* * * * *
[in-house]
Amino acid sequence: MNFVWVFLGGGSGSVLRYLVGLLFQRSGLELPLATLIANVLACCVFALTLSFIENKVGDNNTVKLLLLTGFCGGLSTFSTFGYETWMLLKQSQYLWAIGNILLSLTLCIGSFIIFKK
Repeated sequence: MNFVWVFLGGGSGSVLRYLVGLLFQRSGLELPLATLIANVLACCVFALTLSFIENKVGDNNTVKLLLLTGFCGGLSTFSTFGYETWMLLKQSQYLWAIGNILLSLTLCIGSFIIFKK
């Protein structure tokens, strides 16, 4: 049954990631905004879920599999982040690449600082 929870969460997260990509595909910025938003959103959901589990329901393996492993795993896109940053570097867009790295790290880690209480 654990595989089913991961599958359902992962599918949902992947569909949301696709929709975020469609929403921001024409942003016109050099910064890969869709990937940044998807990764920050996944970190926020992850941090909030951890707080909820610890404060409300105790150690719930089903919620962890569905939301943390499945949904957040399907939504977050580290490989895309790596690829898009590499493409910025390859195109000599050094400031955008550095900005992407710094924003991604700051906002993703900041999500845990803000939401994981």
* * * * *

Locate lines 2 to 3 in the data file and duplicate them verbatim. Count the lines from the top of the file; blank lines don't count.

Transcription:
Amino acid sequence: MNFVWVFLGGGSGSVLRYLVGLLFQRSGLELPLATLIANVLACCVFALTLSFIENKVGDNNTVKLLLLTGFCGGLSTFSTFGYETWMLLKQSQYLWAIGNILLSLTLCIGSFIIFKK
Repeated sequence: MNFVWVFLGGGSGSVLRYLVGLLFQRSGLELPLATLIANVLACCVFALTLSFIENKVGDNNTVKLLLLTGFCGGLSTFSTFGYETWMLLKQSQYLWAIGNILLSLTLCIGSFIIFKK